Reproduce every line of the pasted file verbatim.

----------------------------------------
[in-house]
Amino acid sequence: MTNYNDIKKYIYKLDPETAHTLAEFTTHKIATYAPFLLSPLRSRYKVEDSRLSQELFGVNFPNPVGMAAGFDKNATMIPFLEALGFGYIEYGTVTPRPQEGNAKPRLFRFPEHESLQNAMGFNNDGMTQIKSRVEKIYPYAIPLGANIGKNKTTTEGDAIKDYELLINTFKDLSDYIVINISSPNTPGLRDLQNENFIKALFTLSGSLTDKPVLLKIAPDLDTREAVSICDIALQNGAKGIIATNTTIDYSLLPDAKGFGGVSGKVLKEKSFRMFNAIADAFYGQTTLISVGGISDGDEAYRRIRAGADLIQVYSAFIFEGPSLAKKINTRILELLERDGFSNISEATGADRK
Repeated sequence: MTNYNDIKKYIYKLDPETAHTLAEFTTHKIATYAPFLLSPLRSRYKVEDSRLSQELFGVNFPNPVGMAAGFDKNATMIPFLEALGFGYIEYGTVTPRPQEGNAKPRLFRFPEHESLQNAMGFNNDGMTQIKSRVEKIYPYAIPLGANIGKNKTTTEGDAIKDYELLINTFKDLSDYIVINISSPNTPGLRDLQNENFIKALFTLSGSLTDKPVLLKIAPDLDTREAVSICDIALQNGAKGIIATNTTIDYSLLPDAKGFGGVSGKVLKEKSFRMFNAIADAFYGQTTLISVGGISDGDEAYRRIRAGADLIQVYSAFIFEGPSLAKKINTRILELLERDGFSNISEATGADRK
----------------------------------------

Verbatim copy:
[in-house]
Amino acid sequence: MTNYNDIKKYIYKLDPETAHTLAEFTTHKIATYAPFLLSPLRSRYKVEDSRLSQELFGVNFPNPVGMAAGFDKNATMIPFLEALGFGYIEYGTVTPRPQEGNAKPRLFRFPEHESLQNAMGFNNDGMTQIKSRVEKIYPYAIPLGANIGKNKTTTEGDAIKDYELLINTFKDLSDYIVINISSPNTPGLRDLQNENFIKALFTLSGSLTDKPVLLKIAPDLDTREAVSICDIALQNGAKGIIATNTTIDYSLLPDAKGFGGVSGKVLKEKSFRMFNAIADAFYGQTTLISVGGISDGDEAYRRIRAGADLIQVYSAFIFEGPSLAKKINTRILELLERDGFSNISEATGADRK
Repeated sequence: MTNYNDIKKYIYKLDPETAHTLAEFTTHKIATYAPFLLSPLRSRYKVEDSRLSQELFGVNFPNPVGMAAGFDKNATMIPFLEALGFGYIEYGTVTPRPQEGNAKPRLFRFPEHESLQNAMGFNNDGMTQIKSRVEKIYPYAIPLGANIGKNKTTTEGDAIKDYELLINTFKDLSDYIVINISSPNTPGLRDLQNENFIKALFTLSGSLTDKPVLLKIAPDLDTREAVSICDIALQNGAKGIIATNTTIDYSLLPDAKGFGGVSGKVLKEKSFRMFNAIADAFYGQTTLISVGGISDGDEAYRRIRAGADLIQVYSAFIFEGPSLAKKINTRILELLERDGFSNISEATGADRK